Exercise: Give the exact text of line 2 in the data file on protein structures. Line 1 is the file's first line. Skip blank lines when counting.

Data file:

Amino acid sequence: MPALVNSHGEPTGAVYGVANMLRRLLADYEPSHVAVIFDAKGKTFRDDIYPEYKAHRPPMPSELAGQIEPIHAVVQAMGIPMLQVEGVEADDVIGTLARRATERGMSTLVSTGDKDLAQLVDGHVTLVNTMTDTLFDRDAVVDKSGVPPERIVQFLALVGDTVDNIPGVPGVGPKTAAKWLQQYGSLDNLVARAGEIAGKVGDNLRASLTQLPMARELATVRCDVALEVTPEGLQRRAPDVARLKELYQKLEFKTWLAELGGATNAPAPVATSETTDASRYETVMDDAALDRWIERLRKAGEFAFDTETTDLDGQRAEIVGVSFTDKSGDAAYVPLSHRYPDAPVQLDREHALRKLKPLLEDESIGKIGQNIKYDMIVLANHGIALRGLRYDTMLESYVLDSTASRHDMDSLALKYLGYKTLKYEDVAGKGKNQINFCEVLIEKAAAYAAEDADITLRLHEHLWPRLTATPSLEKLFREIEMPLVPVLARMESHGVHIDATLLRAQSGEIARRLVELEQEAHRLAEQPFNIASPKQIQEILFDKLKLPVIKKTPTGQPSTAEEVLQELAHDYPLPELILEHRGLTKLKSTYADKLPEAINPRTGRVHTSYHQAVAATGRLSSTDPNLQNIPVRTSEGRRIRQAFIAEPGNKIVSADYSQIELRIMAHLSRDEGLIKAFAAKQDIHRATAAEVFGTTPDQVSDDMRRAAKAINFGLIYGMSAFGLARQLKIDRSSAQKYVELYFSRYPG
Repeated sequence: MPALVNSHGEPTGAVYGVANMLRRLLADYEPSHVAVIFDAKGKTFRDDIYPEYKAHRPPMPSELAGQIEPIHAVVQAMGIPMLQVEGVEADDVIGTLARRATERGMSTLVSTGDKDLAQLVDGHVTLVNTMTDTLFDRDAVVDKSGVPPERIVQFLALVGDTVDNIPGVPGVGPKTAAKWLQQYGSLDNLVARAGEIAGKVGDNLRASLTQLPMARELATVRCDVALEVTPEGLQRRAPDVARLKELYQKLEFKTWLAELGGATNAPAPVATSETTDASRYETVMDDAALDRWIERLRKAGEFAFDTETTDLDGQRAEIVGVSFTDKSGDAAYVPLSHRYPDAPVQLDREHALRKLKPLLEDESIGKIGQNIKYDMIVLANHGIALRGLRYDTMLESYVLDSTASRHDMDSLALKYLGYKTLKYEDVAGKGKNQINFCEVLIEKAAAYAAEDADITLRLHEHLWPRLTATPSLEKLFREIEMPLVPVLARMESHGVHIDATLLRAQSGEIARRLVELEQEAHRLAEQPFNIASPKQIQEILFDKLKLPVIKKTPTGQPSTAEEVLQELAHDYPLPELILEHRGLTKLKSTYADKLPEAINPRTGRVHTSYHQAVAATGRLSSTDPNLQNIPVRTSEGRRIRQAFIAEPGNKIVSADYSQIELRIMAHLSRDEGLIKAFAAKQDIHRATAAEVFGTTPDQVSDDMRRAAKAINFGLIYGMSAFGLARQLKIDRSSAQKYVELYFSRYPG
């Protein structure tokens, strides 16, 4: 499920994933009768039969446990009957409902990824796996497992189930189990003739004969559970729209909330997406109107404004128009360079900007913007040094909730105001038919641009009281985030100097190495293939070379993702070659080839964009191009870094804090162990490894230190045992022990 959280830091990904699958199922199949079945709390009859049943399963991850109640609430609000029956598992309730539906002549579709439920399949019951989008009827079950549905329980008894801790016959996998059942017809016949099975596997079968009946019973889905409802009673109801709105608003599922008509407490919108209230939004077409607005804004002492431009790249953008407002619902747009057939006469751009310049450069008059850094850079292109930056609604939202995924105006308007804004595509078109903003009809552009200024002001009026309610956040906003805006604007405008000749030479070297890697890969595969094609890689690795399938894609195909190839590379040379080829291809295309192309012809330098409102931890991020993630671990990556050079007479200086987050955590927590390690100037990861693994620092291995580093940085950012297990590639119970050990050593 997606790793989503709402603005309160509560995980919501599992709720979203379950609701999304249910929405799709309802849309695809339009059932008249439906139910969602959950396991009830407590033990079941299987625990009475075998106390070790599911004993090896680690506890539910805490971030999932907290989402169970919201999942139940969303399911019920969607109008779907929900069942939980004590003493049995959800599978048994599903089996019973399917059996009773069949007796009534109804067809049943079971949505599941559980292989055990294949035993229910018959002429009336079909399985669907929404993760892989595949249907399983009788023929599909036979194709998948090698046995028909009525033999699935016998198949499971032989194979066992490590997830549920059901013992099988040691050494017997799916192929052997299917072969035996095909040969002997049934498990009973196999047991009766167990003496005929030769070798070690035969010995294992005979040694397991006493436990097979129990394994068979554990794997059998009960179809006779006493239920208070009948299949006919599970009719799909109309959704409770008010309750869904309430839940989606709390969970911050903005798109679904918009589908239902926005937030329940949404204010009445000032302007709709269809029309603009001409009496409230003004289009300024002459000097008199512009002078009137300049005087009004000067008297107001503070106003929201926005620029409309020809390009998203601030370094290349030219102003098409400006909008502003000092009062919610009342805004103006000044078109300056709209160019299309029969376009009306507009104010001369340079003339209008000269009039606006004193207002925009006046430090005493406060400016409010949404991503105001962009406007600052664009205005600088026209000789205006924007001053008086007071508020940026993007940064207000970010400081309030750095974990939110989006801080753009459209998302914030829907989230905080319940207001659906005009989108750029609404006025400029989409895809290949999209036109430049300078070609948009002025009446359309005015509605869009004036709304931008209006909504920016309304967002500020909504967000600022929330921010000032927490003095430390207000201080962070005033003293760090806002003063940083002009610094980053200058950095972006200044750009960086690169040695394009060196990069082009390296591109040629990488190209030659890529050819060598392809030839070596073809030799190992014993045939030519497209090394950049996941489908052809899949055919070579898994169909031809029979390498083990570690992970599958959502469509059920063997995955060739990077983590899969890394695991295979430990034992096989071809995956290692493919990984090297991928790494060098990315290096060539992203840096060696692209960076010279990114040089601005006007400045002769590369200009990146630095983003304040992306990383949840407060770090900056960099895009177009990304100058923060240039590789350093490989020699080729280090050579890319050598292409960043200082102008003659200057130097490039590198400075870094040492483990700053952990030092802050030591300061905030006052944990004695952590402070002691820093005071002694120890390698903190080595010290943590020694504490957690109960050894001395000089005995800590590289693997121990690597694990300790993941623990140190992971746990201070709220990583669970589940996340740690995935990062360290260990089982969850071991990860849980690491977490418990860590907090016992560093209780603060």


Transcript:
Repeated sequence: MPALVNSHGEPTGAVYGVANMLRRLLADYEPSHVAVIFDAKGKTFRDDIYPEYKAHRPPMPSELAGQIEPIHAVVQAMGIPMLQVEGVEADDVIGTLARRATERGMSTLVSTGDKDLAQLVDGHVTLVNTMTDTLFDRDAVVDKSGVPPERIVQFLALVGDTVDNIPGVPGVGPKTAAKWLQQYGSLDNLVARAGEIAGKVGDNLRASLTQLPMARELATVRCDVALEVTPEGLQRRAPDVARLKELYQKLEFKTWLAELGGATNAPAPVATSETTDASRYETVMDDAALDRWIERLRKAGEFAFDTETTDLDGQRAEIVGVSFTDKSGDAAYVPLSHRYPDAPVQLDREHALRKLKPLLEDESIGKIGQNIKYDMIVLANHGIALRGLRYDTMLESYVLDSTASRHDMDSLALKYLGYKTLKYEDVAGKGKNQINFCEVLIEKAAAYAAEDADITLRLHEHLWPRLTATPSLEKLFREIEMPLVPVLARMESHGVHIDATLLRAQSGEIARRLVELEQEAHRLAEQPFNIASPKQIQEILFDKLKLPVIKKTPTGQPSTAEEVLQELAHDYPLPELILEHRGLTKLKSTYADKLPEAINPRTGRVHTSYHQAVAATGRLSSTDPNLQNIPVRTSEGRRIRQAFIAEPGNKIVSADYSQIELRIMAHLSRDEGLIKAFAAKQDIHRATAAEVFGTTPDQVSDDMRRAAKAINFGLIYGMSAFGLARQLKIDRSSAQKYVELYFSRYPG